The Art-Music Forum
September 22, 2019, 09:20:52 pm
Welcome, Guest. Please login or register.
Did you miss your activation email?

Login with username, password and session length
News: Here you may discover hundreds of little-known composers, hear thousands of long-forgotten compositions, contribute your own rare (non-copyright) recordings, and discuss all the Arts in an erudite and decorous atmosphere full of freedom and delight. To participate, simply log in or register.
 
  Home Help Search Gallery Staff List Login Register  

Curious about music from the Soviet Union


Pages: [1] 2 3   Go Down
  Print  
Author Topic: Curious about music from the Soviet Union  (Read 1194 times)
Holger
Level 3
***

Times thanked: 23
Offline Offline

Posts: 172


View Profile
« on: August 18, 2012, 08:25:32 am »

Just some thoughts:

Evgeny Golubev - I have quite a bunch of his music, i.e. Symphonies Nos. 5&7, Ukrainian Rhapsody, Piano Concertos Nos. 1, 2&3, Violin Concerto, Cello Concerto, "Return of the Sun" Oratorio, Piano Quintet, Harp Quintet, String Quartets Nos. 4, 10, 11&15, Cello Sonata, a Song Cycle and some Piano Pieces, among the Sonata No. 4. Several of these works have appeared on CD (mainly PC #3 & Piano Sonata #4, Cello Concerto, the two quintets and SQ #4). He was a student of Myaskovsky and I think there are some echoes of his teacher's music in his own profound and well-written output (though he was also interested in impressionism and went further in terms of style).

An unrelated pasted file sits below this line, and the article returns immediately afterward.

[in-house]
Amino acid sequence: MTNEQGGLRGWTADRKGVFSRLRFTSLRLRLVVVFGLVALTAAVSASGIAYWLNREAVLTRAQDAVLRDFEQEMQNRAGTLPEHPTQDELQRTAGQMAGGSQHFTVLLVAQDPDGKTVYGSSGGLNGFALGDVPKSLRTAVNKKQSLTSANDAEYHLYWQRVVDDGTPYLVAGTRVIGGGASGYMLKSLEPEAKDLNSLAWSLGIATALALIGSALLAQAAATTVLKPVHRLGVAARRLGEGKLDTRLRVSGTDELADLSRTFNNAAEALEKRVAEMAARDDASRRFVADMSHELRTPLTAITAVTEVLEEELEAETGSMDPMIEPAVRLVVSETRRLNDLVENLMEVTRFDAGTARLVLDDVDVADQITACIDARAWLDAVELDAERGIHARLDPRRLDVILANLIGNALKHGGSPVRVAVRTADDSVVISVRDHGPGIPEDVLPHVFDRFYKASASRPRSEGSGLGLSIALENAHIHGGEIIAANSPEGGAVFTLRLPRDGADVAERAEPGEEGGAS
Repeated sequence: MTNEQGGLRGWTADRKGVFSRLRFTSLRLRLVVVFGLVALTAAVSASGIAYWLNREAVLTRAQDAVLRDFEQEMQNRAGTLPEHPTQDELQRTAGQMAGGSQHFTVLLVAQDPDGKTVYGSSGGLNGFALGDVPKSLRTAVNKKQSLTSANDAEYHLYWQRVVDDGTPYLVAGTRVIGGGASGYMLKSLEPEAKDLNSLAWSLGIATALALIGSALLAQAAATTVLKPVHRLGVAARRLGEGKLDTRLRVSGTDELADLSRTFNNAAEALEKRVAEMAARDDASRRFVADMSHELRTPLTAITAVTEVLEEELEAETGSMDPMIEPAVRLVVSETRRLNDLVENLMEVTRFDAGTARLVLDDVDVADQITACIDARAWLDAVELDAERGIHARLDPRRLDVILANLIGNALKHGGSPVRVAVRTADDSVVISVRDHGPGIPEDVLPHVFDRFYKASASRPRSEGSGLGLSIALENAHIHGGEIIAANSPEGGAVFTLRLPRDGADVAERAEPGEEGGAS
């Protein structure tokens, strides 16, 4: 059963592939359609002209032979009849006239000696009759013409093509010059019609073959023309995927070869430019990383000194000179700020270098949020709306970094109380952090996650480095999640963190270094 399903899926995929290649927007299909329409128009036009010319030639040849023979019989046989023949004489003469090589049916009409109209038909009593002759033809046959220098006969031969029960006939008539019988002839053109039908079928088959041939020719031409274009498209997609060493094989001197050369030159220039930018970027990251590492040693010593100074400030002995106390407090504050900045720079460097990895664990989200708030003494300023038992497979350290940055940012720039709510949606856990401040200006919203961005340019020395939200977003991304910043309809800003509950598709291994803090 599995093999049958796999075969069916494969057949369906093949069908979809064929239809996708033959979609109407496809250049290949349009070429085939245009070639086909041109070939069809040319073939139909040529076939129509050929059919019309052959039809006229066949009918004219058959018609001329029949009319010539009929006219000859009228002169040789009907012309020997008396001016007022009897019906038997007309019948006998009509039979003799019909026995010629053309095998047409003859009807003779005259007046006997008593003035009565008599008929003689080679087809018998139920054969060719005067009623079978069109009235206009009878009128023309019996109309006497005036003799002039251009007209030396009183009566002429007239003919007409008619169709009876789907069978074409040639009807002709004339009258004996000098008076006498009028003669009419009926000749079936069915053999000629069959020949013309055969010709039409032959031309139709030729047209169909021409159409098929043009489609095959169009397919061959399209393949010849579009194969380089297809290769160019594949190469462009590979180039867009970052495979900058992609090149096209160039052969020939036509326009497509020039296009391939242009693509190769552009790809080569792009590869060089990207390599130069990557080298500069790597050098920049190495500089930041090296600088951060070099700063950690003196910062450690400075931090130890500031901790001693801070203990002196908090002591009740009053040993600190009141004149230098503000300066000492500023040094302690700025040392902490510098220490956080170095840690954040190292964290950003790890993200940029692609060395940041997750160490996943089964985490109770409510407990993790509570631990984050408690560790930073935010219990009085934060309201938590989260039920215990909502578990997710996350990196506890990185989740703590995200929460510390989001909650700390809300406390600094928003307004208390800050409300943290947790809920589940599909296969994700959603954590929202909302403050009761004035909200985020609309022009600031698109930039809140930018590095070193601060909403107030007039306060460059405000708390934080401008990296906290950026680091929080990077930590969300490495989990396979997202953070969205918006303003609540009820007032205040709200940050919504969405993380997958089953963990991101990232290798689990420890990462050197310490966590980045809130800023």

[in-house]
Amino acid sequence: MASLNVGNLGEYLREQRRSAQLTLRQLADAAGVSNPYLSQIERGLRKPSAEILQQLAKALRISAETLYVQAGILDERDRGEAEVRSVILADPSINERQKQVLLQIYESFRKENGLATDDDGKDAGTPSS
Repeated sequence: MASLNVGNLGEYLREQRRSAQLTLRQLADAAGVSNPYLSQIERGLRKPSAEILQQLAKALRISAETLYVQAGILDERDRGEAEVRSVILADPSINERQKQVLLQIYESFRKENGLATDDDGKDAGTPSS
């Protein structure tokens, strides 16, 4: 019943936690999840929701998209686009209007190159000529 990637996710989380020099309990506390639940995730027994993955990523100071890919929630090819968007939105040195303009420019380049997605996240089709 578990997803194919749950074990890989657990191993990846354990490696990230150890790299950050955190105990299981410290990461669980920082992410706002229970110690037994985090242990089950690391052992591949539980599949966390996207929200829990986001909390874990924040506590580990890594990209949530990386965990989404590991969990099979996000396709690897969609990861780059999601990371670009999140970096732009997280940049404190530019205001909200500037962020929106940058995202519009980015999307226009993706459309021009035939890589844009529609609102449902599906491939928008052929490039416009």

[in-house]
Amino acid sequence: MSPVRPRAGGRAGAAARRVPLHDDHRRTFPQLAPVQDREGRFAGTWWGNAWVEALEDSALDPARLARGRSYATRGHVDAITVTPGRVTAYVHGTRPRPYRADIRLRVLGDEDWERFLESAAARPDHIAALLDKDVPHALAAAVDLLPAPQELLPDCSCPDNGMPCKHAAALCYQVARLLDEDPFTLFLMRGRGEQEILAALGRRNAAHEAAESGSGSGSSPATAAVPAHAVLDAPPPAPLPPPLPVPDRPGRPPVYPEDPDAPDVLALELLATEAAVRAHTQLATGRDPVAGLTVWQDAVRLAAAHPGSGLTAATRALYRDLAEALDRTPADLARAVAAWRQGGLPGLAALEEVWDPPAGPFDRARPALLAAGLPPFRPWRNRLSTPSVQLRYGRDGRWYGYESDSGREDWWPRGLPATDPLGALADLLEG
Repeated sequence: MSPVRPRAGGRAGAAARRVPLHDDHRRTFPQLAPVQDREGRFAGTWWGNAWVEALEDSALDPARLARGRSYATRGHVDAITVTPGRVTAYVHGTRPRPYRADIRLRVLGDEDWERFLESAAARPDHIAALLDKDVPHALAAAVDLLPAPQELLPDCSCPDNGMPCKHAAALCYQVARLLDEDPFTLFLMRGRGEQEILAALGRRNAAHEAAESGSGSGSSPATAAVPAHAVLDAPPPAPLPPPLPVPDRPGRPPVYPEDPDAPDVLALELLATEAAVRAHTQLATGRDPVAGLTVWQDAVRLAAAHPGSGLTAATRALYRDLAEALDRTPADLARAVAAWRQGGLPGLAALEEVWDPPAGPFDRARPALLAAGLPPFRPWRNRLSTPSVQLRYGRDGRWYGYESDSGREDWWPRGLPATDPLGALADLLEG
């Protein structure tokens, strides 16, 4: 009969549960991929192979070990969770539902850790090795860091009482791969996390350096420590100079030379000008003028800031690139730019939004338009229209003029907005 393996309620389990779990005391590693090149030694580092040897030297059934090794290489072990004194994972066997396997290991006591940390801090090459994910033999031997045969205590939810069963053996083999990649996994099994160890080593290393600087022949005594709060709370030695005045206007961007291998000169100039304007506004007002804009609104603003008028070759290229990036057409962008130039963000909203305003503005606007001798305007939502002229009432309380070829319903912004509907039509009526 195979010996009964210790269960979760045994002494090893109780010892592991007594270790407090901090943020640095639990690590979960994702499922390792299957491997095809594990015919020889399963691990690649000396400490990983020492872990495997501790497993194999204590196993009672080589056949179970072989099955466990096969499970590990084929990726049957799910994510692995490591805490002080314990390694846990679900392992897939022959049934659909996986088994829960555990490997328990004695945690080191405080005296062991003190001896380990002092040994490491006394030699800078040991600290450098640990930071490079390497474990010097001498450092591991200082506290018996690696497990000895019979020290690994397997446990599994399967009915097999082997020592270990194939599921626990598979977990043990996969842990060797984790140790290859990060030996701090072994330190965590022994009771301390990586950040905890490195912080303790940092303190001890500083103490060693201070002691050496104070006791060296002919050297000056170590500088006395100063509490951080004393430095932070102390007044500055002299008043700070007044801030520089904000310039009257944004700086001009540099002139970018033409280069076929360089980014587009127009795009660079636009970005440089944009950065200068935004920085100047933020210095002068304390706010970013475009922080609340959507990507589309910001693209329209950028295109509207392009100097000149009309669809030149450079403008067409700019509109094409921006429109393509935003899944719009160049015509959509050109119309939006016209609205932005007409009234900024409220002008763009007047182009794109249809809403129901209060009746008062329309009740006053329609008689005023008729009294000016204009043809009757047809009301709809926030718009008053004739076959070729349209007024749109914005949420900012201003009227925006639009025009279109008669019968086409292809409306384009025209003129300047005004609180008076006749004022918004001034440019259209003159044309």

Qara Qarayev - I have his Symphonies Nos. 1&3, his Violin Concerto, two Ballet Suites, some other orchestral works and a Violin Sonata. There is quite a cut in his output in the 1960s, when he became interested in modern techniques. For example, his Third Symphony and Violin Concerto work with dodecaphonic techniques.

Vladimir Fere - I don't have anything by him, and I don't think much was recorded.

Alexander Mosolov - in fact, I know some of his later pieces. They are much more conventional than the early ones of course, and honestly not very interesting - not because they are conventional (there were many Soviet composers writing in a traditional idiom who composed music well worth listening), but because they are not very inspired and appealing. I must admit I regard his later pieces as below the Soviet average. There is a very lengthy and thin E Major Symphony on disc, for example. I do have the Second SQ but it comes from CD.

Mikhail Alexeev - nothing by him in my collection. There were really thousands of Soviet composers, and thus gaps in the recorded repertoire are inevitable.
Report Spam   Logged

Pages: [1] 2 3   Go Up
  Print  
 
Jump to:  

Powered by EzPortal
Bookmark this site! | Upgrade This Forum
SMF For Free - Create your own Forum


Powered by SMF | SMF © 2016, Simple Machines
Privacy Policy